... gently till all the meat is reduced to rags. Strain it, set it again on the fire, and add a quarter of a pound of vermicelli, which has first been scalded in boiling water. Season it to your taste with salt and cayenne pepper, and let it boil five minutes. Lay a large slice of bread in the bottom of your tureen, and ...
— Directions for Cookery, in its Various Branches • Eliza Leslie

... freaks and fancies of nature! To what purpose, we say, is a bird placed in the woods of Cayenne, with a bill a yard long, making a noise like a puppy-dog, and laying eggs in hollow trees? To be sure, the toucan might retort, To what purpose were gentlemen in Bond Street created? To what purpose were certain members of Parliament ...
— Hours in a Library - New Edition, with Additions. Vol. II (of 3) • Leslie Stephen

... attacked and died; the young and the old, the weak and the strong, the drunken and the sober. Every man adopted a special diet or a favourite liquor—brandy, whiskey, bitters, cherry-bounce, sarsaparilla. My own particular preventive was hot tea, sweetened with molasses and seasoned with cayenne pepper. I survived, but that does ...
— The Book of the Bush • George Dunderdale

... a fearsome figure? Looks as if his liver were cayenne pepper. Astrologer, botanist, poisoner, he is said to have ...
— Border Ghost Stories • Howard Pease

... that is absurd; but when those organic promptings are allowed to find expression. There is no other rational meaning to "choice" than this. Choice does not tell us how it is determined, on that point it can say nothing, any more than a child can say why it chooses sugar in preference to cayenne pepper. Its choice, we say, is determined by its taste. And its taste is determined by—? To answer that question we must call in the chemist and the physiologist, and they probably will tell us why our choice moves in one ...
— Theism or Atheism - The Great Alternative • Chapman Cohen

... peelings. The vegetables were boiled by the time the ducks were roasted. He also roasted a few ground-nuts, both of which were very acceptable to us after not having tasted vegetables for so long a time. We thought the boiled plantains were rather insipid, until Shimbo produced a bag full of cayenne pepper, with which he sprinkled them as he hooked them out of the pot, and placed them on some broad leaves to serve as plates. Altogether, we had not had so satisfactory a meal for some time. We told Aboh that we hoped to have plenty of game for his friends, and urged him to come back as soon ...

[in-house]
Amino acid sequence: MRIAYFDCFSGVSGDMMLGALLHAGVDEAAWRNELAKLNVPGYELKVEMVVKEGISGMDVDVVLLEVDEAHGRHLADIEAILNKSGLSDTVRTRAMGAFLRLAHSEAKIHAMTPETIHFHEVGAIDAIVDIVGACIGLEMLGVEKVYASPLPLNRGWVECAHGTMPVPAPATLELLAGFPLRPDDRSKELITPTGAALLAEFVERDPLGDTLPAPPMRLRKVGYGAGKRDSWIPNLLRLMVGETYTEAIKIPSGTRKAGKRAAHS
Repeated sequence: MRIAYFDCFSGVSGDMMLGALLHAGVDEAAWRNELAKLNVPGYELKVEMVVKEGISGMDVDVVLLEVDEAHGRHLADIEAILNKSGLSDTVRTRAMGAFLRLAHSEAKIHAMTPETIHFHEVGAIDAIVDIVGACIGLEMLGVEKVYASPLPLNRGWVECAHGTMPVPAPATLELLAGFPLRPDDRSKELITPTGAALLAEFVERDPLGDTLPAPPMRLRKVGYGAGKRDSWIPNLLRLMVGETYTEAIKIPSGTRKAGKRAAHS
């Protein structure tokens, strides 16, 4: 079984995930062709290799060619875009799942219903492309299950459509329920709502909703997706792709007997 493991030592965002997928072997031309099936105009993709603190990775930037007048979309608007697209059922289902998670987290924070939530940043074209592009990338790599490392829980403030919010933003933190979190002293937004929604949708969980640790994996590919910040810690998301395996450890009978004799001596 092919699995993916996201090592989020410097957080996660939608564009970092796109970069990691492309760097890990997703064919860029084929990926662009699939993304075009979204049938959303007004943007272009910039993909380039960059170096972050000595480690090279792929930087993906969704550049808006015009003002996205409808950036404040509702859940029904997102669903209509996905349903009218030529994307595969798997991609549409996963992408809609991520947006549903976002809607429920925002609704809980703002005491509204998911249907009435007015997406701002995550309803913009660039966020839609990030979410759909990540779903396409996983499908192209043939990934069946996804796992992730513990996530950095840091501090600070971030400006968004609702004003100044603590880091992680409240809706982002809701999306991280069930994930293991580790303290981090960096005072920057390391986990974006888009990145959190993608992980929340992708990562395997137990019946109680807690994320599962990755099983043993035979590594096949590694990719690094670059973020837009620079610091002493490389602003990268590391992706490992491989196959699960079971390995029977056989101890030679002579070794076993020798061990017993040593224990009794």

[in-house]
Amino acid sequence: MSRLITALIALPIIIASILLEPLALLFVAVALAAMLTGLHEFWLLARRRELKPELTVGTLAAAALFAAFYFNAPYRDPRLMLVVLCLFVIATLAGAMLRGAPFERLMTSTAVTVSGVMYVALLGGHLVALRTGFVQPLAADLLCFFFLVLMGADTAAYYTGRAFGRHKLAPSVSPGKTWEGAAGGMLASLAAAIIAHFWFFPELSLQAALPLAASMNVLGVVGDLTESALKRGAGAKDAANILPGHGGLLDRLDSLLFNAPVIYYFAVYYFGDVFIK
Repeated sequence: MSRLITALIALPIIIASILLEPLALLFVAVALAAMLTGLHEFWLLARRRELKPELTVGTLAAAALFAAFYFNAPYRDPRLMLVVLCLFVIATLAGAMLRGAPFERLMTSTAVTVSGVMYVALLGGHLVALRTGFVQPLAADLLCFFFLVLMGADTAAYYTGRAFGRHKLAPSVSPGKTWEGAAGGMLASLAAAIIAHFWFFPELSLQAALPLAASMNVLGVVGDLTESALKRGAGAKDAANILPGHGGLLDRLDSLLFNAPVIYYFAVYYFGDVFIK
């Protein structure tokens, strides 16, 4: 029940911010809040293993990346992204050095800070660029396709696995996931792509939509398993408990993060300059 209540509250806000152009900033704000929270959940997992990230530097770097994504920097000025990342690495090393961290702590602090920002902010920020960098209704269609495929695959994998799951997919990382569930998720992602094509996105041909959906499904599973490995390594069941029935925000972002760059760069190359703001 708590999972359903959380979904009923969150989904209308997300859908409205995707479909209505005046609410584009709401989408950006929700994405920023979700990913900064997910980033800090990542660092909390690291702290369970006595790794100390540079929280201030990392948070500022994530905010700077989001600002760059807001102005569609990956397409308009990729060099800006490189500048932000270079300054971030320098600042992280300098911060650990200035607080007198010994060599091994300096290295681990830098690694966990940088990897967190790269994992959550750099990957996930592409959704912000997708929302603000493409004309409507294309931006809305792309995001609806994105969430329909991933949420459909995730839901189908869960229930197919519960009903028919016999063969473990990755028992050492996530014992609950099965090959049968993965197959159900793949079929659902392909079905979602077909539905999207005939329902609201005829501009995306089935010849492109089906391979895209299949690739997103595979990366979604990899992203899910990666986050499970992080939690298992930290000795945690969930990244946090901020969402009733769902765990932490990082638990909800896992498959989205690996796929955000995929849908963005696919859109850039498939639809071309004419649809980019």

— The Two Supercargoes - Adventures in Savage Africa • W.H.G. Kingston

... entitle the parties to relief, I recommend the adoption of the necessary legislative provisions to authorize their repayment. I likewise invite your attention to the evidence contained in the accompanying documents as to the treatment of our vessels in the port of Cayenne, which will doubtless be found by Congress such as to authorize the application to French vessels coming from that colony of the liberal principles of reciprocity which have hitherto governed the action of ...
— A Compilation of the Messages and Papers of the Presidents - Section 2 (of 2) of Volume 3: Martin Van Buren • James D. Richardson

... she had, to be sure, a repertoire, but to this was her command of language limited. She dressed perfectly, but she was a vulgar little soul; drank everything, from Bass' ale to rum-punch, and from cherry-brandy to absinthe; thought it the height of wit to stifle you with cayenne slid into your vanilla ice, and the climax of repartee to cram your hat full of peach stones and lobster shells; was thoroughly avaricious, thoroughly insatiate, thoroughly heartless, pillaged with both hands, and ...
— Under Two Flags • Ouida [Louise de la Ramee]

... the scrap, I found that it contained a small piece of molasses candy in an extremely humid state. This was certainly kind. I nodded my acknowledgments and hastily slipped the delicacy into my mouth. In a second I felt my tongue grow red-hot with cayenne pepper. ...
— The Story of a Bad Boy • Thomas Bailey Aldrich

... sieve, and put it to your onions; take a good large handful of parsley, well washed and picked clean; chop it as fine as possible; put it in the soup; let it just boil, otherwise it will make it yellow. Add a little cayenne pepper, two spoonfuls of anchovy, a little soy, a little of any sort of ketchup, and a table-spoonful of vinegar. Then put the fish that has been set aside on the plate into the stewpan to the soup, and let it simmer for ten minutes. ...
— The Lady's Own Cookery Book, and New Dinner-Table Directory; • Charlotte Campbell Bury

... the seeds of an evergreen plant, Bixa Orellana, which grows in the East and West Indian Islands and South America, in the latter of which it is principally prepared. Two kinds are imported, Spanish annatto, made in Brazil, and flag or French, made mostly in Cayenne. These differ considerably in characters and properties, the latter having a disagreeable putrescent odor, while the Spanish is rather agreeable when fresh and good. It is, however, inferior to the flag as a coloring or dyeing agent. The seeds from which the substance ...
— Scientific American Supplement, Vol. XXI., No. 531, March 6, 1886 • Various

... one after the other, we faithful English folks. We can buy Harvey Sauce, and Cayenne Pepper, and Morison's Pills, in every city in the world. We carry our nation everywhere with us; and are in our island, wherever we go. Toto divisos orbe—always separated from the people in the midst of whom ...
— The Christmas Books • William Makepeace Thackeray